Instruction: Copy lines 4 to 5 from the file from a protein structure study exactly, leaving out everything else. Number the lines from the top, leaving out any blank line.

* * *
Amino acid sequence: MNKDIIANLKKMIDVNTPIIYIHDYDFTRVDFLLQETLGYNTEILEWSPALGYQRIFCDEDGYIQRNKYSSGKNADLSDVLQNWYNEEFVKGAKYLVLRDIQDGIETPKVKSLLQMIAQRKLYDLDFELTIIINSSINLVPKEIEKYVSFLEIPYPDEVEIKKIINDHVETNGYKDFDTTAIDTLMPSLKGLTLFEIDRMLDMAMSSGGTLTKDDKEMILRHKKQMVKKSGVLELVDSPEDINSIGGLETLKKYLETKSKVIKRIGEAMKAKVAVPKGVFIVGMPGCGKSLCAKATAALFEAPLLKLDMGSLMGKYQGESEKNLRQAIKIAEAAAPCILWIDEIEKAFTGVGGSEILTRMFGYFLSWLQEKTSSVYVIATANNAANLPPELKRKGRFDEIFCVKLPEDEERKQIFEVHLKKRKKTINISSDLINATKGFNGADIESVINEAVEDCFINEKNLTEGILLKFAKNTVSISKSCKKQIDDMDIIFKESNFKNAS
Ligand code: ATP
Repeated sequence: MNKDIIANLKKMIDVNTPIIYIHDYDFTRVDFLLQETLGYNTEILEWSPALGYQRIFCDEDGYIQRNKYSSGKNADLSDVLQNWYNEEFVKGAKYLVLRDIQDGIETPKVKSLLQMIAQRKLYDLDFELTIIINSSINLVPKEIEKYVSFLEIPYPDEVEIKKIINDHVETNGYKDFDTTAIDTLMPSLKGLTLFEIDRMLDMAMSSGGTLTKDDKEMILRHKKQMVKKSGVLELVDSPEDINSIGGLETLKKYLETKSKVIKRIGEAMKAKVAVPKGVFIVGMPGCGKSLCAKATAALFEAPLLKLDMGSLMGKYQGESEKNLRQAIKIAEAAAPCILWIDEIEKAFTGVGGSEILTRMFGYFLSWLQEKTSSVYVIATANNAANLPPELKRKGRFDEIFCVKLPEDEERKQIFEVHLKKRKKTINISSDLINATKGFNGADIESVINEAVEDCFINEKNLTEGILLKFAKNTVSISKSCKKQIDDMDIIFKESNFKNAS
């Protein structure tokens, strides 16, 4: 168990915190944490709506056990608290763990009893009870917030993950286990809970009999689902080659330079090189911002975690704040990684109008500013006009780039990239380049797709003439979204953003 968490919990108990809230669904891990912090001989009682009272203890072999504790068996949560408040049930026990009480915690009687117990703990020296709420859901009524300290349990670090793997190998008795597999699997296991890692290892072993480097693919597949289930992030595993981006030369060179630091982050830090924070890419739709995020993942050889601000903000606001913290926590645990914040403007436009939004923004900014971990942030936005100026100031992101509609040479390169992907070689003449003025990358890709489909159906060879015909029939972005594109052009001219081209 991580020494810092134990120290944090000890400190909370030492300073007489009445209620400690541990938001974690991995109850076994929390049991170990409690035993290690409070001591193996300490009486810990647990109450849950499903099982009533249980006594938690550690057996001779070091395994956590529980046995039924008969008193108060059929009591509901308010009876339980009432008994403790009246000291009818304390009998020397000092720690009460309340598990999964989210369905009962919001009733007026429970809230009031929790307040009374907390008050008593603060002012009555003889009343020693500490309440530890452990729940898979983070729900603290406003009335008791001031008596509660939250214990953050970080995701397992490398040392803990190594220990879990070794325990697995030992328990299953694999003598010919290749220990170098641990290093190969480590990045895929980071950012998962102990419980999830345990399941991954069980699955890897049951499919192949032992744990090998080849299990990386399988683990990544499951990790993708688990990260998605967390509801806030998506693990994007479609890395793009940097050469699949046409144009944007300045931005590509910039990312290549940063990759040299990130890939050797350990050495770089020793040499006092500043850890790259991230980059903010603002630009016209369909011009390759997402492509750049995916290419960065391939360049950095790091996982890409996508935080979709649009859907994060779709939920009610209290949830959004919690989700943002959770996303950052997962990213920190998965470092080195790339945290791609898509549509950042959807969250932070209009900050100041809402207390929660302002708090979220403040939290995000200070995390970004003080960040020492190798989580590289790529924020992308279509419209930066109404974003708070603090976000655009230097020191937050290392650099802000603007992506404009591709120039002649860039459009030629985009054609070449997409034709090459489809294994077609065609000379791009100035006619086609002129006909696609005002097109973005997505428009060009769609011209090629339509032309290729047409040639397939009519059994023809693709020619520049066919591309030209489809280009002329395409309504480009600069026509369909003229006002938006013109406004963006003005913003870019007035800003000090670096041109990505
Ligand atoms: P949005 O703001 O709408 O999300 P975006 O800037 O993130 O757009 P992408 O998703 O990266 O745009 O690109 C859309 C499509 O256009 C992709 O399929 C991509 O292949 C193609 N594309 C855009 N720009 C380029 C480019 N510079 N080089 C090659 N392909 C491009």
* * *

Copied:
């Protein structure tokens, strides 16, 4: 168990915190944490709506056990608290763990009893009870917030993950286990809970009999689902080659330079090189911002975690704040990684109008500013006009780039990239380049797709003439979204953003 968490919990108990809230669904891990912090001989009682009272203890072999504790068996949560408040049930026990009480915690009687117990703990020296709420859901009524300290349990670090793997190998008795597999699997296991890692290892072993480097693919597949289930992030595993981006030369060179630091982050830090924070890419739709995020993942050889601000903000606001913290926590645990914040403007436009939004923004900014971990942030936005100026100031992101509609040479390169992907070689003449003025990358890709489909159906060879015909029939972005594109052009001219081209 991580020494810092134990120290944090000890400190909370030492300073007489009445209620400690541990938001974690991995109850076994929390049991170990409690035993290690409070001591193996300490009486810990647990109450849950499903099982009533249980006594938690550690057996001779070091395994956590529980046995039924008969008193108060059929009591509901308010009876339980009432008994403790009246000291009818304390009998020397000092720690009460309340598990999964989210369905009962919001009733007026429970809230009031929790307040009374907390008050008593603060002012009555003889009343020693500490309440530890452990729940898979983070729900603290406003009335008791001031008596509660939250214990953050970080995701397992490398040392803990190594220990879990070794325990697995030992328990299953694999003598010919290749220990170098641990290093190969480590990045895929980071950012998962102990419980999830345990399941991954069980699955890897049951499919192949032992744990090998080849299990990386399988683990990544499951990790993708688990990260998605967390509801806030998506693990994007479609890395793009940097050469699949046409144009944007300045931005590509910039990312290549940063990759040299990130890939050797350990050495770089020793040499006092500043850890790259991230980059903010603002630009016209369909011009390759997402492509750049995916290419960065391939360049950095790091996982890409996508935080979709649009859907994060779709939920009610209290949830959004919690989700943002959770996303950052997962990213920190998965470092080195790339945290791609898509549509950042959807969250932070209009900050100041809402207390929660302002708090979220403040939290995000200070995390970004003080960040020492190798989580590289790529924020992308279509419209930066109404974003708070603090976000655009230097020191937050290392650099802000603007992506404009591709120039002649860039459009030629985009054609070449997409034709090459489809294994077609065609000379791009100035006619086609002129006909696609005002097109973005997505428009060009769609011209090629339509032309290729047409040639397939009519059994023809693709020619520049066919591309030209489809280009002329395409309504480009600069026509369909003229006002938006013109406004963006003005913003870019007035800003000090670096041109990505
Ligand atoms: P949005 O703001 O709408 O999300 P975006 O800037 O993130 O757009 P992408 O998703 O990266 O745009 O690109 C859309 C499509 O256009 C992709 O399929 C991509 O292949 C193609 N594309 C855009 N720009 C380029 C480019 N510079 N080089 C090659 N392909 C491009």